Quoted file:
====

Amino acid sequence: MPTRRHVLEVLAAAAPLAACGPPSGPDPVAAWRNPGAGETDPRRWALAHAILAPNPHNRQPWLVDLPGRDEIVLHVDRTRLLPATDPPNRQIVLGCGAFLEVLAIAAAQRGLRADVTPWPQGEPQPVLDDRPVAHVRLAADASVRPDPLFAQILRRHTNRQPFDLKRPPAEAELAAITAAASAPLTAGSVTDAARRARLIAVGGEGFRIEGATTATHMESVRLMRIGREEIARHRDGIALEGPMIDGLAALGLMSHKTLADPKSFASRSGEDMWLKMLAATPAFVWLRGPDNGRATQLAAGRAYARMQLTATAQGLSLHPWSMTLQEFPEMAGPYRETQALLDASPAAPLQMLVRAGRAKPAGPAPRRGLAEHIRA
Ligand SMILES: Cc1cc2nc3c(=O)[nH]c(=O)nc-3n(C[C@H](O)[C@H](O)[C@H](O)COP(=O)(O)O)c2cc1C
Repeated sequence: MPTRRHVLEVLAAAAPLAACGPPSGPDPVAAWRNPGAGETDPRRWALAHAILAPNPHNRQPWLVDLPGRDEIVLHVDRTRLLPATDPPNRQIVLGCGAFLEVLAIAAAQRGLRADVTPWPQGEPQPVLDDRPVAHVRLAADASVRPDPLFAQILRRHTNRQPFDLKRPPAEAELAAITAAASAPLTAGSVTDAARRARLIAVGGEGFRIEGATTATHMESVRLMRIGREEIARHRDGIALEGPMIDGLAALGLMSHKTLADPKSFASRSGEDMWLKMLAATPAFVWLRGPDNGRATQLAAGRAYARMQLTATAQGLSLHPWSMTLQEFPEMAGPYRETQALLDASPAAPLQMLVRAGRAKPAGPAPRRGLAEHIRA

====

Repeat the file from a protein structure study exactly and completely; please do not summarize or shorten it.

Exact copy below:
Amino acid sequence: MPTRRHVLEVLAAAAPLAACGPPSGPDPVAAWRNPGAGETDPRRWALAHAILAPNPHNRQPWLVDLPGRDEIVLHVDRTRLLPATDPPNRQIVLGCGAFLEVLAIAAAQRGLRADVTPWPQGEPQPVLDDRPVAHVRLAADASVRPDPLFAQILRRHTNRQPFDLKRPPAEAELAAITAAASAPLTAGSVTDAARRARLIAVGGEGFRIEGATTATHMESVRLMRIGREEIARHRDGIALEGPMIDGLAALGLMSHKTLADPKSFASRSGEDMWLKMLAATPAFVWLRGPDNGRATQLAAGRAYARMQLTATAQGLSLHPWSMTLQEFPEMAGPYRETQALLDASPAAPLQMLVRAGRAKPAGPAPRRGLAEHIRA
Ligand SMILES: Cc1cc2nc3c(=O)[nH]c(=O)nc-3n(C[C@H](O)[C@H](O)[C@H](O)COP(=O)(O)O)c2cc1C
Repeated sequence: MPTRRHVLEVLAAAAPLAACGPPSGPDPVAAWRNPGAGETDPRRWALAHAILAPNPHNRQPWLVDLPGRDEIVLHVDRTRLLPATDPPNRQIVLGCGAFLEVLAIAAAQRGLRADVTPWPQGEPQPVLDDRPVAHVRLAADASVRPDPLFAQILRRHTNRQPFDLKRPPAEAELAAITAAASAPLTAGSVTDAARRARLIAVGGEGFRIEGATTATHMESVRLMRIGREEIARHRDGIALEGPMIDGLAALGLMSHKTLADPKSFASRSGEDMWLKMLAATPAFVWLRGPDNGRATQLAAGRAYARMQLTATAQGLSLHPWSMTLQEFPEMAGPYRETQALLDASPAAPLQMLVRAGRAKPAGPAPRRGLAEHIRA